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Counseling in the Criminal Justice System

Autor:   •  November 6, 2018  •  1,728 Words (7 Pages)  •  38 Views

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The effectiveness of CBT was tested in a study done by Thomas Feucht (2106). He found that programs with certain topic areas were more successful than others. Corrections and re-entry, crime and crime prevention, and victims and victimization have larger numbers – higher proportions – of “Effective” or “Promising” interventions. Only a small number of the cognitive behavioral programs deal with sex offenders or domestic violence, and although most of these are rated “Promising,” none are rated “Effective.”

It’s not all about recidivism though. CBT has many other benefits that are not of cannot be measured. For example, the outcome of a specific female offender is that her children are less likely to be drug addicted when they are born (Milkman, 2007). Other benefits of CBT are Helping crime victims recover from trauma, treating sex offenders, preventing truancy, reducing substance abuse, using incarceration-based adult therapeutic communities to prevent recidivism, and preventing domestic violence reoffending. (Feucht, 2016)

Aos and Drake (2013) conducted a cost–benefit analysis of CBT for moderate- and high-risk adult offenders. They estimated that the cost of delivering the therapy is approximately $419 per participant (specifically in the state of Washington). In addition, they found that overall, due to reductions in crimes committed by adult offenders, cognitive behavioral therapy has a benefit-to-cost ratio of $24.72; that is, for every one dollar spent on CBT programming, there is a benefit of $24.72. Clearly, CBT is a cost-effective form of therapy and an effective solution to recidivism.

So, does CBT work? The answer is yes – in some cases. It appears to be more effective with juveniles. This is consistent with the conceptual basis of CBT. Adults may have developed more deeply rooted cognitive processes that may be more difficult to change. It also appears to be consistently effective in helping crime victims deal with trauma. And there is good evidence that, in the controlled setting of a prison therapeutic community, CBT can reduce the risk of reoffending.

But CBT doesn’t always work. The practices offer mixed evidence on the use of CBT for treating sex offenders, and we found “No Effects” ratings for CBT in preventing domestic violence reoffending. Among the individual programs, even in the areas with the strongest evidence that CBT works, there are still ineffective CBT programs: Of the 50 programs we reviewed, six received “No Effects” ratings and seven offered “Insufficient Evidence” to reach a conclusion about program effectiveness.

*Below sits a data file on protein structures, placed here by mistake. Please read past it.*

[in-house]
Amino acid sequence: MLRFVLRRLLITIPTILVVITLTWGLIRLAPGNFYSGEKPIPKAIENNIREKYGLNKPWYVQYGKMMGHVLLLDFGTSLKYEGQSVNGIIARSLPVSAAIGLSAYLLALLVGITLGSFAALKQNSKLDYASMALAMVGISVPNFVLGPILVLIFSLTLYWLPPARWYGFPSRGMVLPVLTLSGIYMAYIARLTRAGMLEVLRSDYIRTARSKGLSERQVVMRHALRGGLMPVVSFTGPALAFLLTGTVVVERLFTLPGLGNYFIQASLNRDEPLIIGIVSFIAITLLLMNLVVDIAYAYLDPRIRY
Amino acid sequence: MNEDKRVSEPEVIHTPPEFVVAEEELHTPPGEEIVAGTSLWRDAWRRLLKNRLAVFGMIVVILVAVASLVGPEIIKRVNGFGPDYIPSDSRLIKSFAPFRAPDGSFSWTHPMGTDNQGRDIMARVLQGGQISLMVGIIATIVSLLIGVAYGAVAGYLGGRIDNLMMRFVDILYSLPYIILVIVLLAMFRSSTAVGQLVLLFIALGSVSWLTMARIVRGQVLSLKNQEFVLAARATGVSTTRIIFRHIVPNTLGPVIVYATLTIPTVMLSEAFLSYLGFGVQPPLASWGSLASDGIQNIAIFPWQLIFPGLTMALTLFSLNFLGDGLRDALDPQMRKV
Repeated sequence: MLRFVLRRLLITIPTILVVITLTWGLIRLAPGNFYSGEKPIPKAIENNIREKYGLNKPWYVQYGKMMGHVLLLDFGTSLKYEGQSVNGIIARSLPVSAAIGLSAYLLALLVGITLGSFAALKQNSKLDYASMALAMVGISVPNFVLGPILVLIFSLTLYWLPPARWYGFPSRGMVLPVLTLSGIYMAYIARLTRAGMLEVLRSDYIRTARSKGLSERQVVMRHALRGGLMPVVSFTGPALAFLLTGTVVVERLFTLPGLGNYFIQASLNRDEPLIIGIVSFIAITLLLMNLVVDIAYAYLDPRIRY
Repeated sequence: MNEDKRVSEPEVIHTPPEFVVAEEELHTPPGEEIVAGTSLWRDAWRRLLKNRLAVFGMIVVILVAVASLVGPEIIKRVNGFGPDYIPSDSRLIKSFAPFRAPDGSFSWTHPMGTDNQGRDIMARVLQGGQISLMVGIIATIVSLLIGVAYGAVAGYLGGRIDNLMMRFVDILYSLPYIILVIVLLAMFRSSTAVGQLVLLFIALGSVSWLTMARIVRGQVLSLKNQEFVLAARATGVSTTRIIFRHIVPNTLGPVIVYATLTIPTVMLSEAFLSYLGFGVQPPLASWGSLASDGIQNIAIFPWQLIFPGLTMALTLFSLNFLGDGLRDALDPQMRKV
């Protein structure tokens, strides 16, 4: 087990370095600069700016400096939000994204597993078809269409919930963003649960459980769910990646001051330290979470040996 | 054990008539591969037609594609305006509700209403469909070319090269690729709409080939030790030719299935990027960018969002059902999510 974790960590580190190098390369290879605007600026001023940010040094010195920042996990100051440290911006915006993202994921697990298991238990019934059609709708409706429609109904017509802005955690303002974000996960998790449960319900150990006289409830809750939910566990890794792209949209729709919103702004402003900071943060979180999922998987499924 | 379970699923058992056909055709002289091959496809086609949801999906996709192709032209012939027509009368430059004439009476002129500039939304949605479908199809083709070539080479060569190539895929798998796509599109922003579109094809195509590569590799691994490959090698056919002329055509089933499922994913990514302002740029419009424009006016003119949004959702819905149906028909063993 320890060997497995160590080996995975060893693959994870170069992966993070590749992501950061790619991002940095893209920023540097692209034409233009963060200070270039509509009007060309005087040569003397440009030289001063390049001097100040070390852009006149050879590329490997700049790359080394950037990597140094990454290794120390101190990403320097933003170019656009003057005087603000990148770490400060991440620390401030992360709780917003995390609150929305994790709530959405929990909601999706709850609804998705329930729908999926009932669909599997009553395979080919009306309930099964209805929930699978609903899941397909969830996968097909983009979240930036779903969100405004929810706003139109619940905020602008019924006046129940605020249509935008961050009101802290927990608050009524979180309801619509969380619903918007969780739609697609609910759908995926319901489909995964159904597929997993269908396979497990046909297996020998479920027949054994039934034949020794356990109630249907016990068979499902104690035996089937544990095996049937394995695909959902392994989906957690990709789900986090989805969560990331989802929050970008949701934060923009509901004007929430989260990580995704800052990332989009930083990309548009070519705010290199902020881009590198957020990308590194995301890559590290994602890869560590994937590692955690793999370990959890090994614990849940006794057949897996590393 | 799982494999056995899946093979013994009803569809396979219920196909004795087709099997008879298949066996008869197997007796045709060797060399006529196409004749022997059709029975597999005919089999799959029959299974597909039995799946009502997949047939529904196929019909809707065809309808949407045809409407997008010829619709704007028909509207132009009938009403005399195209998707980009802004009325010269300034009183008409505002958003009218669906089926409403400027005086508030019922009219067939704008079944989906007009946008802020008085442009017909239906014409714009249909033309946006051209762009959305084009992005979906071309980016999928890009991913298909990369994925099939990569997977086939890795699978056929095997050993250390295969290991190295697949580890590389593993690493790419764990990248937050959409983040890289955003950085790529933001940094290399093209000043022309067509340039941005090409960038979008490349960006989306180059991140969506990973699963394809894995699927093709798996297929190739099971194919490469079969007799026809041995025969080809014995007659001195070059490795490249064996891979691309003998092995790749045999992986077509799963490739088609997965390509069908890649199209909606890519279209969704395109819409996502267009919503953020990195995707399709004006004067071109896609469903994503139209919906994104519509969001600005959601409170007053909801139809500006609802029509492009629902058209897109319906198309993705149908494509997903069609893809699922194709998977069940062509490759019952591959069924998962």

At present, researchers suggest that implementing cognitive-behavioral therapy into treatment programs within correctional facilities can significantly decrease recidivism rates by approximately 10-15%, a pattern that has been observed across North American and select European countries. Many treatment programs for prison populations are continuing to be developed within a CBT framework, with the goal of each program providing correctional facilities with a low-cost, high-success treatment plan to help reduce recidivism and, in turn, discontinue overcrowded prisons.


Aos, S. & Drake, E. (2013). Prison, police, and programs: Evidence-based options that reduce crime and save money (Doc. No. 13-11-1901). Olympia: Washington State Institute for Public Policy.

Clark, Patrick. 2010. “Preventing Future Crime with CBT.” NIJ Journal 265:22–25.

Durose, Matthew R., Alexia D. Cooper, and Howard N. Snyder, Recidivism of Prisoners Released in 30 States in 2005: Patterns from 2005 to 2010 (pdf, 31 pages), Bureau of Justice Statistics Special Report, April 2014, NCJ 244205.

Feucht, Thomas, and Tammy Holt, “Does CBT Work in Criminal Justice? A New Analysis from,” NIJ Journal 277 (2016): 10-17, available at crimesolutions-cbt.aspx.

Landenberger, N.A., and M. Lipsey, "The Positive Effects of Cognitive-behavioral Programs for Offenders: A Meta-analysis of Factors Associated With Effective Treatment," Journal of Experimental Criminology, 1 (2005): 451-476.

Lipsey MW, Landenberger NA, Wilson SJ. Effects of cognitive-behavioral programs for criminal offenders. Campbell Systematic Reviews 2007:6 DOI: 10.4073/csr.2007.6

Lipsey, M.W., "The Primary Factors That Characterize Effective Interventions With Juvenile Offenders: A meta-analytic overview," Victims and Offenders 4 (2009): 124-147.

Lowenkamp, Christopher T., and Edward J. Latessa. 2004. “Understanding the Risk Principle: How and Why Correctional Interventions Can Harm Low-Risk Offenders.” Topics in Community Corrections:3–8.


Milkman, H., and K. Wanberg, Cognitive- Behavioral Treatment: A Review and Discussion for Correction Professionals, Washington, DC: U.S. Department of Justice, National Institute of Corrections, 2007.

Yochelson, S., and S.E. Samenow, The Criminal Personality, Volume I: A Profile for Change, New York: Jason Aronson, 1976; and Walters, G., The Criminal Lifestyle: Patterns of Serious Criminal Conduct, Newbury Park, Calif.: Sage Publications, 1990.


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